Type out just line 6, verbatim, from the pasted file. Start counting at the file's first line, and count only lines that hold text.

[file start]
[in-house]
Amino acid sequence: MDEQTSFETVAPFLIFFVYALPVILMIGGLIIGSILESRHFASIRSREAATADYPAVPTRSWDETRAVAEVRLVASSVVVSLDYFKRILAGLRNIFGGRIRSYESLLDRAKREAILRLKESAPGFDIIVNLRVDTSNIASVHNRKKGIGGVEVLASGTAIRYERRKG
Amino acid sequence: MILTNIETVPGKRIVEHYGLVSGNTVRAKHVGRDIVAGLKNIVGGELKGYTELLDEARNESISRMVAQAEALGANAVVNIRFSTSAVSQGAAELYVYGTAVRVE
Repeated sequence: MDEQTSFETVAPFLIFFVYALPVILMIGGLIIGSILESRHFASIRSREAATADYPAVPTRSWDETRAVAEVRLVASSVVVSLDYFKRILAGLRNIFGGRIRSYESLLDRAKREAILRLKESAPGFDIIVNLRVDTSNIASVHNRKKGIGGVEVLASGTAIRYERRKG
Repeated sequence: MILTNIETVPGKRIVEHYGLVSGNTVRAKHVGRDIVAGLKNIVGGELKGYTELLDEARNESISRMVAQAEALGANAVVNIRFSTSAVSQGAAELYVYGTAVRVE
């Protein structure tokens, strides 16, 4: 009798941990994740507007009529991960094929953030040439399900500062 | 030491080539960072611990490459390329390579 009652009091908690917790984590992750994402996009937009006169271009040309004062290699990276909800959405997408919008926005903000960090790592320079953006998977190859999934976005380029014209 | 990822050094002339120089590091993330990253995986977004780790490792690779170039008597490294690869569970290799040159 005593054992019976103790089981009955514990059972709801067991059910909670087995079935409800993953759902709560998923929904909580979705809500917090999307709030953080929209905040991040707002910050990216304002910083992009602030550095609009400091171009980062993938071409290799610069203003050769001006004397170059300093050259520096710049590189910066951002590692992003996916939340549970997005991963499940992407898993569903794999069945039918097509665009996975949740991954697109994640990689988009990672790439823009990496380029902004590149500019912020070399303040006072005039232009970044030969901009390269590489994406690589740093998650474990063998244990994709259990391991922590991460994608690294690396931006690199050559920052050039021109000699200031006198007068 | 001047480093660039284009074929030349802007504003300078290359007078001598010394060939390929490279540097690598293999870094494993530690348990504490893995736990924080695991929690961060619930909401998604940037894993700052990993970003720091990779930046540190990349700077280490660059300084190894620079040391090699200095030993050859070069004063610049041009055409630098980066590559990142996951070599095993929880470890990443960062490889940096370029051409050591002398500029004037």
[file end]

């Protein structure tokens, strides 16, 4: 009798941990994740507007009529991960094929953030040439399900500062 | 030491080539960072611990490459390329390579 009652009091908690917790984590992750994402996009937009006169271009040309004062290699990276909800959405997408919008926005903000960090790592320079953006998977190859999934976005380029014209 | 990822050094002339120089590091993330990253995986977004780790490792690779170039008597490294690869569970290799040159 005593054992019976103790089981009955514990059972709801067991059910909670087995079935409800993953759902709560998923929904909580979705809500917090999307709030953080929209905040991040707002910050990216304002910083992009602030550095609009400091171009980062993938071409290799610069203003050769001006004397170059300093050259520096710049590189910066951002590692992003996916939340549970997005991963499940992407898993569903794999069945039918097509665009996975949740991954697109994640990689988009990672790439823009990496380029902004590149500019912020070399303040006072005039232009970044030969901009390269590489994406690589740093998650474990063998244990994709259990391991922590991460994608690294690396931006690199050559920052050039021109000699200031006198007068 | 001047480093660039284009074929030349802007504003300078290359007078001598010394060939390929490279540097690598293999870094494993530690348990504490893995736990924080695991929690961060619930909401998604940037894993700052990993970003720091990779930046540190990349700077280490660059300084190894620079040391090699200095030993050859070069004063610049041009055409630098980066590559990142996951070599095993929880470890990443960062490889940096370029051409050591002398500029004037």